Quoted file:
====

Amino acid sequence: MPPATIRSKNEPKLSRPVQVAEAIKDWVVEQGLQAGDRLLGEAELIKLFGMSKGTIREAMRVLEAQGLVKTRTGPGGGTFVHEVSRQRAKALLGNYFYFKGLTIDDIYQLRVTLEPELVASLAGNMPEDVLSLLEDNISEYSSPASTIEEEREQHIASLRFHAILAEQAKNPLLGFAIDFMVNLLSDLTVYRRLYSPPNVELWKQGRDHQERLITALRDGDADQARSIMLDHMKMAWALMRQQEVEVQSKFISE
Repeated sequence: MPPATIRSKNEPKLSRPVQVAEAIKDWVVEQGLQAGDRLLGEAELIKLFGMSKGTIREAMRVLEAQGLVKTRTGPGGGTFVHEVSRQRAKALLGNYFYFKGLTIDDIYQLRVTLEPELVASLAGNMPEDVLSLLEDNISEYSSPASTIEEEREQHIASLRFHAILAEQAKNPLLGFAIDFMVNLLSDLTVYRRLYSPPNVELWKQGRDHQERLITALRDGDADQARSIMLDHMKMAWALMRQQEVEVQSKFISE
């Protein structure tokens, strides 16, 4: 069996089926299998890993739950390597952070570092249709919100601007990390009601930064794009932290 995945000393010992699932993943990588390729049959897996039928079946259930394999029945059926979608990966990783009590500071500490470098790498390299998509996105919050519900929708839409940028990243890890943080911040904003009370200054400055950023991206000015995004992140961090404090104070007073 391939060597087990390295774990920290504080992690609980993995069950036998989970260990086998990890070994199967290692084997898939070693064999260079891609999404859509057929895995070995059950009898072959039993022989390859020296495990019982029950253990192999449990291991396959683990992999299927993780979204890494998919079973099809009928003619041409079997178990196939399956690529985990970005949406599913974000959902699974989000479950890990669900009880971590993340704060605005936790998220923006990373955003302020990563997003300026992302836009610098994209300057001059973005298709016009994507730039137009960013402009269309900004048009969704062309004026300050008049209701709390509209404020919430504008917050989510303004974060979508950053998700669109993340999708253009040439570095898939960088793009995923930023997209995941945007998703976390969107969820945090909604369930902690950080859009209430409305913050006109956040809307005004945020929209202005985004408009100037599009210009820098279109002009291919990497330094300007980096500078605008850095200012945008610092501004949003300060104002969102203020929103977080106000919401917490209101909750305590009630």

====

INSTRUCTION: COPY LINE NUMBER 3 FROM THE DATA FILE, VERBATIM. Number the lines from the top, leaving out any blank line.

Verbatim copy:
């Protein structure tokens, strides 16, 4: 069996089926299998890993739950390597952070570092249709919100601007990390009601930064794009932290 995945000393010992699932993943990588390729049959897996039928079946259930394999029945059926979608990966990783009590500071500490470098790498390299998509996105919050519900929708839409940028990243890890943080911040904003009370200054400055950023991206000015995004992140961090404090104070007073 391939060597087990390295774990920290504080992690609980993995069950036998989970260990086998990890070994199967290692084997898939070693064999260079891609999404859509057929895995070995059950009898072959039993022989390859020296495990019982029950253990192999449990291991396959683990992999299927993780979204890494998919079973099809009928003619041409079997178990196939399956690529985990970005949406599913974000959902699974989000479950890990669900009880971590993340704060605005936790998220923006990373955003302020990563997003300026992302836009610098994209300057001059973005298709016009994507730039137009960013402009269309900004048009969704062309004026300050008049209701709390509209404020919430504008917050989510303004974060979508950053998700669109993340999708253009040439570095898939960088793009995923930023997209995941945007998703976390969107969820945090909604369930902690950080859009209430409305913050006109956040809307005004945020929209202005985004408009100037599009210009820098279109002009291919990497330094300007980096500078605008850095200012945008610092501004949003300060104002969102203020929103977080106000919401917490209101909750305590009630």